Around the late 90s, Jack in the Box was still recovering from the bad publicity it encountered once an E.Coli outbreak left hundreds infected and more than a few dead. Besides some much-needed quality control measures and the now notable “Corporate Jack” mascot, their promotional campaigns featured parodies of popular trends in pop music. This is  The Spicy Crispy Girls and Meaty Cheese Boys we’re talking about. Poking fun at the boyband and girl group explosion of the era were self-aware attempts to keep the attention on the food product. Billboard Award appearances alongside actual music projects blurred the line between advertising and actual art. However, no one saw the actual music standing next to the real acts they were parodying  like a pre-N.W.A Priority Records after The California Raisins covered The Temptation’s “I Heard it Through the Grapevine.” Fast forward a decade and some change later, Hamburger Helper drops a mixtape on Soundcloud April Fools day. Humorously named Watch the Stove after Jay Z and Kanye West’s Watch the Thronealbum, it successfully parodies common Hip Hop tropes and stands up against some of this year’s best mixtapes while being overwhelmingly family friendly.

The marketing team at Hamburger Helper did an inspired job by recruiting local artists from around its Minneapolis headquarters instead of looking toward white collar music advisor lacking perspective on Hip Hop’s current appeal. Watch the Stove opener “Feed the Streets” comically starts with current Trap mixtape standards including the sound of a stove pilot being lit that wouldn’t feel too out of place on a Gucci Mane mixtape outside the commonplace ideology artists have in regards to track title itself. Producers DEQEXATRON X000, Bobby Raps & DJ Tiiiiiiiiiiip totally understand what makes the controversial rap subgenre of Trap so appealing. There’s a moment where one has to chuckle at lines like “Water whippin and I’m stirring, yall want beef and I’mma serve it” and “I’m serving that stroganoff.” Even the “Migos” triplett flow doesn’t feel forced in the song’s context.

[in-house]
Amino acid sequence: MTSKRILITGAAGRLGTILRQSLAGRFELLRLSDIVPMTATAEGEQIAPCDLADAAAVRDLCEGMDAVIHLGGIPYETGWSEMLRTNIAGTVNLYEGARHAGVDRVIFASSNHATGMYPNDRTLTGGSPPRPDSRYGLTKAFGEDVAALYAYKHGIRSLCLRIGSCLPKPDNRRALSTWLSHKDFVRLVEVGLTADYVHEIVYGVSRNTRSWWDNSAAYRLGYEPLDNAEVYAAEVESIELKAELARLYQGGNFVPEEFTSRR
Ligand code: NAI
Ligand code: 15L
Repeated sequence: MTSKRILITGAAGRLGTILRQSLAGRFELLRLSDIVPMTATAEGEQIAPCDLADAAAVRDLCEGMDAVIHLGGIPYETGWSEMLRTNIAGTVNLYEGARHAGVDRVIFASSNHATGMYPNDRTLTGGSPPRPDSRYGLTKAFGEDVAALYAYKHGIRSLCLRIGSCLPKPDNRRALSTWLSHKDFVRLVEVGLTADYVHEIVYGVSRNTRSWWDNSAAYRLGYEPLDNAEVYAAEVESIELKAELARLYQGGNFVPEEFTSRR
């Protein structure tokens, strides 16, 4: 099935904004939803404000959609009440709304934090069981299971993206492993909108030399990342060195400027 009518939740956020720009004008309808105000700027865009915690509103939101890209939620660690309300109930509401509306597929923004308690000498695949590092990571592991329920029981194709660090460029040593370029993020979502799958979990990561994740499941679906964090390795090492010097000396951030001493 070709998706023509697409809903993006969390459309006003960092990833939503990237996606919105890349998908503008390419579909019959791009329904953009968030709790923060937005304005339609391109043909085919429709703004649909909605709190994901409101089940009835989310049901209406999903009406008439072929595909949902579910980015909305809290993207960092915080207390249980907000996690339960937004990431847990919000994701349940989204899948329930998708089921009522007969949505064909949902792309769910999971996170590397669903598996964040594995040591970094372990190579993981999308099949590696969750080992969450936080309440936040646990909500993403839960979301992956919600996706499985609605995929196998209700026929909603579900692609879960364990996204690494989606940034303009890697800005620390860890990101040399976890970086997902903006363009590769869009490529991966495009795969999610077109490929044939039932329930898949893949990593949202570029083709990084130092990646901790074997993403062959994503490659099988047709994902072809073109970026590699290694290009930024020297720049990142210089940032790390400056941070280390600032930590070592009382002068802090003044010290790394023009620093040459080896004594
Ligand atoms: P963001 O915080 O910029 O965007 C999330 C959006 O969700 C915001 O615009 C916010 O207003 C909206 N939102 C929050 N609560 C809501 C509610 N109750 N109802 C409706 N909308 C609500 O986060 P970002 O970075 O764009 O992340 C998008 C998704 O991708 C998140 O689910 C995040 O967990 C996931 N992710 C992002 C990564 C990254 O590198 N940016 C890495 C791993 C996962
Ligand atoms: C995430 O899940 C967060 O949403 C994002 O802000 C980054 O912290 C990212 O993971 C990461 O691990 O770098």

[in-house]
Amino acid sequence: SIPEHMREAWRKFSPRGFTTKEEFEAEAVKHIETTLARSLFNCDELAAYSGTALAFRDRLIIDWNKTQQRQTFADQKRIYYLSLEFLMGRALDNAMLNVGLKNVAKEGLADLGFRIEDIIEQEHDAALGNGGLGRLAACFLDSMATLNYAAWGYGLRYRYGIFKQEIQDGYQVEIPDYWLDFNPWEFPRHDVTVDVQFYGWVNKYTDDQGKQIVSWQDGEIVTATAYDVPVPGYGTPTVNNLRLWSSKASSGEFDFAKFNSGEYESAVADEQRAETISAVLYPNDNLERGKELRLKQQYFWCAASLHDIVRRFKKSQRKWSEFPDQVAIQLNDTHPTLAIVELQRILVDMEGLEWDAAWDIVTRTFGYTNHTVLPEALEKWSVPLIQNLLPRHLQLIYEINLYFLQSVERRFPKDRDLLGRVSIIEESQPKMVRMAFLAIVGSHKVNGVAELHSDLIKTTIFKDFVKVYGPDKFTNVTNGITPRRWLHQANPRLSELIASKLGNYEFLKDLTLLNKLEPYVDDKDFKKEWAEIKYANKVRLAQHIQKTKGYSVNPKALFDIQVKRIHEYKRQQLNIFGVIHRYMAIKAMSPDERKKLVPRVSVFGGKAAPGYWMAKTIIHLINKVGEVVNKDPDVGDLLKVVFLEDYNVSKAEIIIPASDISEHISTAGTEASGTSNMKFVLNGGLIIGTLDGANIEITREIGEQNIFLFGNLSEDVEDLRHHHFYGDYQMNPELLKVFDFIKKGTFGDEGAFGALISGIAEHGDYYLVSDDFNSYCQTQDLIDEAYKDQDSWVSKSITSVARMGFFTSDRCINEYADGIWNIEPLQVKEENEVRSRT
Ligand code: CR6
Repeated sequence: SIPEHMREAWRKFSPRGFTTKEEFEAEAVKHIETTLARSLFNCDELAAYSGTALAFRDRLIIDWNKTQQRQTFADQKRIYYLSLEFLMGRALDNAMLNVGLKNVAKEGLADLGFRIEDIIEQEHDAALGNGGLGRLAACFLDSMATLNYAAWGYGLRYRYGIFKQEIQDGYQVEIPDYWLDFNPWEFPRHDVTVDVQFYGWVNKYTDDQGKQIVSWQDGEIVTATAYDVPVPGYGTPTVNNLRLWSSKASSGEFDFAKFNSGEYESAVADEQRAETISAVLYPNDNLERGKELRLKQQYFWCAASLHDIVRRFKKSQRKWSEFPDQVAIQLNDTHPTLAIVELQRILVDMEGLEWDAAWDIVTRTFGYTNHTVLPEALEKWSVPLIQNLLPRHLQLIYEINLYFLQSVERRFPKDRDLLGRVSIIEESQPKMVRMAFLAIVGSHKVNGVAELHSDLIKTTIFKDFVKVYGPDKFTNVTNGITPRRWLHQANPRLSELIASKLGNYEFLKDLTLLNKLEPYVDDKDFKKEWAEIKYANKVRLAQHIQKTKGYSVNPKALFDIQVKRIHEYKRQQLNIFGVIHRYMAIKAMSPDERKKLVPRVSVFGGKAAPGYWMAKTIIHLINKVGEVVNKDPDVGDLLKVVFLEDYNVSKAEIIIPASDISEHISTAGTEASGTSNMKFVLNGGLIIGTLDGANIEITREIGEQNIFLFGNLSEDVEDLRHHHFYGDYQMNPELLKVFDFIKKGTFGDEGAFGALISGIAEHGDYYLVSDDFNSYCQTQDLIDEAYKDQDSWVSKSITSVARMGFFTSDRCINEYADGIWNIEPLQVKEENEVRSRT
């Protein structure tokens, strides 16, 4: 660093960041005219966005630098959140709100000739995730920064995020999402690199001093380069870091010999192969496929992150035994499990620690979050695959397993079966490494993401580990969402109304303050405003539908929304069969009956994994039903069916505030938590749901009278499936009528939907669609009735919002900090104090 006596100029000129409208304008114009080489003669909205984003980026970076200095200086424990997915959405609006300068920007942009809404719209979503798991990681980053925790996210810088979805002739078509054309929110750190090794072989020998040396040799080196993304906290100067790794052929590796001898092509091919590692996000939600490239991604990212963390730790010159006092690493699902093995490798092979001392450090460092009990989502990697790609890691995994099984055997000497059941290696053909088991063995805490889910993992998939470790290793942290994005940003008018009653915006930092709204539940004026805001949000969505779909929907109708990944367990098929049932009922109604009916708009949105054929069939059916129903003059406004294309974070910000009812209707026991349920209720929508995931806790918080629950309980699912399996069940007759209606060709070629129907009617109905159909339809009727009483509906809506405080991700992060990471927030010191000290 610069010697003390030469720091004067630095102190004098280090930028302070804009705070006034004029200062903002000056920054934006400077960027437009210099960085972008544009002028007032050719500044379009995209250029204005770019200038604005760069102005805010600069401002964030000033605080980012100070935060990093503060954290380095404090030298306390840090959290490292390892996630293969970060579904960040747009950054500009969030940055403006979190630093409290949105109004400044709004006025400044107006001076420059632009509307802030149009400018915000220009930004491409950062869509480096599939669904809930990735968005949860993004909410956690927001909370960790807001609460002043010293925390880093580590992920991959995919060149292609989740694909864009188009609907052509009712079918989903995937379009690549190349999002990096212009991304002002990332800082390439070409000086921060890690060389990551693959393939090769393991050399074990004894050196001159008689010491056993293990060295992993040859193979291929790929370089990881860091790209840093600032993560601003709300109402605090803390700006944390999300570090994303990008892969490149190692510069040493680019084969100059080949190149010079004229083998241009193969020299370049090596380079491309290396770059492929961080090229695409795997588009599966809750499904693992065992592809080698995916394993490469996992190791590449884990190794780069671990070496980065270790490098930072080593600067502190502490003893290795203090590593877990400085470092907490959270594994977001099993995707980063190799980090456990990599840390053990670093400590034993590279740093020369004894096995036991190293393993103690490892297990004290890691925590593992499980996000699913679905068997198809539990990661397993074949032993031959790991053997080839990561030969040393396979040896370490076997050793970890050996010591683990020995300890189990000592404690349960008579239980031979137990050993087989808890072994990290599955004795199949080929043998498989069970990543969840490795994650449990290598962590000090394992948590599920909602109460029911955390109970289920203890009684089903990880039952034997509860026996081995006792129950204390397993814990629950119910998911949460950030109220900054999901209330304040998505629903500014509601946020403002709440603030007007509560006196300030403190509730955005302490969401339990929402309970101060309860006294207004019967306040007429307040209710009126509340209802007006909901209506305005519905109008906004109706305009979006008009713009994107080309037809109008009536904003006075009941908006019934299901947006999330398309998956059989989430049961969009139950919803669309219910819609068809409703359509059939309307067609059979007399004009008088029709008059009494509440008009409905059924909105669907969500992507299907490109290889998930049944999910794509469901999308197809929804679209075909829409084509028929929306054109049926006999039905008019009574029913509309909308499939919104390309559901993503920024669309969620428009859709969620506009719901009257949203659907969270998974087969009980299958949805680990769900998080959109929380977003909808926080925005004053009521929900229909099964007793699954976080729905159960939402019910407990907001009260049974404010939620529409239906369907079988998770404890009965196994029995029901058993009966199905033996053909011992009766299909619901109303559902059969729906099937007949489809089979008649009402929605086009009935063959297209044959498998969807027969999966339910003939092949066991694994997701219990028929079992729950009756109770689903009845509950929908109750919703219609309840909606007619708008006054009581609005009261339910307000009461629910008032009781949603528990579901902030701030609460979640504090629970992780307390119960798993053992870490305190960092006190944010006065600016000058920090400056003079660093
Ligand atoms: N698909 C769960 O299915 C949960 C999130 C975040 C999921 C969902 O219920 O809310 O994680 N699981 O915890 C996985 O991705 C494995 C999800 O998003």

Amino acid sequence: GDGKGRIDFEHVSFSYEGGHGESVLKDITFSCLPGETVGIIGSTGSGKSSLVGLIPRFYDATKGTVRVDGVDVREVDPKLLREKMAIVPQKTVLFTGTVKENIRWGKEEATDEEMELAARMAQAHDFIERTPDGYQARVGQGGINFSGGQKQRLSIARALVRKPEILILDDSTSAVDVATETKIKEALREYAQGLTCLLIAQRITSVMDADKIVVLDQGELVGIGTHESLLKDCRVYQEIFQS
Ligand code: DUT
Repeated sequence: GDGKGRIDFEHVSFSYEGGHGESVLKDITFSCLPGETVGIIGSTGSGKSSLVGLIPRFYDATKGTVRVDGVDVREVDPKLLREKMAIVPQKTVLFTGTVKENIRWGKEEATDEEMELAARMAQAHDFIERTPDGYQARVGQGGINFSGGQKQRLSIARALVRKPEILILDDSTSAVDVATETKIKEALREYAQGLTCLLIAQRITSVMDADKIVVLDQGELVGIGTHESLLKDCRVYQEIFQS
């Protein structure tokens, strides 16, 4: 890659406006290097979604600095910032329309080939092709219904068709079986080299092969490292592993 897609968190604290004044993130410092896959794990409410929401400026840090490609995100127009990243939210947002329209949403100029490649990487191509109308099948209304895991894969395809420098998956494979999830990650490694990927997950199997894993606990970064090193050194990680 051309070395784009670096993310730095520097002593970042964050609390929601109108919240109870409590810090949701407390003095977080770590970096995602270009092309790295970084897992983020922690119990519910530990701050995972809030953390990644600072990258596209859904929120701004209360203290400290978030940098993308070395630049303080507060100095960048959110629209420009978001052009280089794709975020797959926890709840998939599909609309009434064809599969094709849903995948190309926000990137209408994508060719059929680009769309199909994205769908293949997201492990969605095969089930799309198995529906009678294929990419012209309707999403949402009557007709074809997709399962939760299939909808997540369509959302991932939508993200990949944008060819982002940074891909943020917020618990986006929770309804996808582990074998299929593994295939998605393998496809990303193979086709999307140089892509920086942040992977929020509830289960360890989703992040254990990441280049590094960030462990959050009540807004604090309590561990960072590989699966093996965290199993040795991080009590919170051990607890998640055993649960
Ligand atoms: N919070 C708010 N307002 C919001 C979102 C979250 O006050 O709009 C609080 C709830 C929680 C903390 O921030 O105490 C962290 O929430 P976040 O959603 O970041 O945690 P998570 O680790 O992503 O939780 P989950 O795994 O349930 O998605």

Retro Spectro produces the following “Hamburger Helper” track featuring a more slowed down instrumental that continues the Midwest take on Atlanta sonics. This time, featuring a Future like sing-song hook that’ll probably make its way to an eventual commercial for the brand. One Watch the Stove moment that feels out of place is the cringeworthy “Crazy” that’s features weird Young Thug melodies and Little Richard inspired howls. “Closing track “In Love with the Glove,” is good enough to invoke wishful thoughts of Drake hoping on the remix. There’s even a “I don’t want no beef, unless it’s with cheese” line. Rap purists disgusted by the more radio centered tracks can look to Watch the Stove’s most surprising track “Food for Your Soul.” The most “non-commercial” in both literal and figurative notions, it’s a good indicator that the marketing folks at Hamburger Helper, probably listen to just as much Kendrick Lamar or A Tribe Called Quest as Southern rap mainstays.  

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Watch the Stove isn’t going to go down in history as the top ten greatest rap album. It won’t even be the 100th. But, that’s not the point, it’s an attention getter from a brand totally removed from the culture. Just so happens that the music is unexpectedly enjoyable.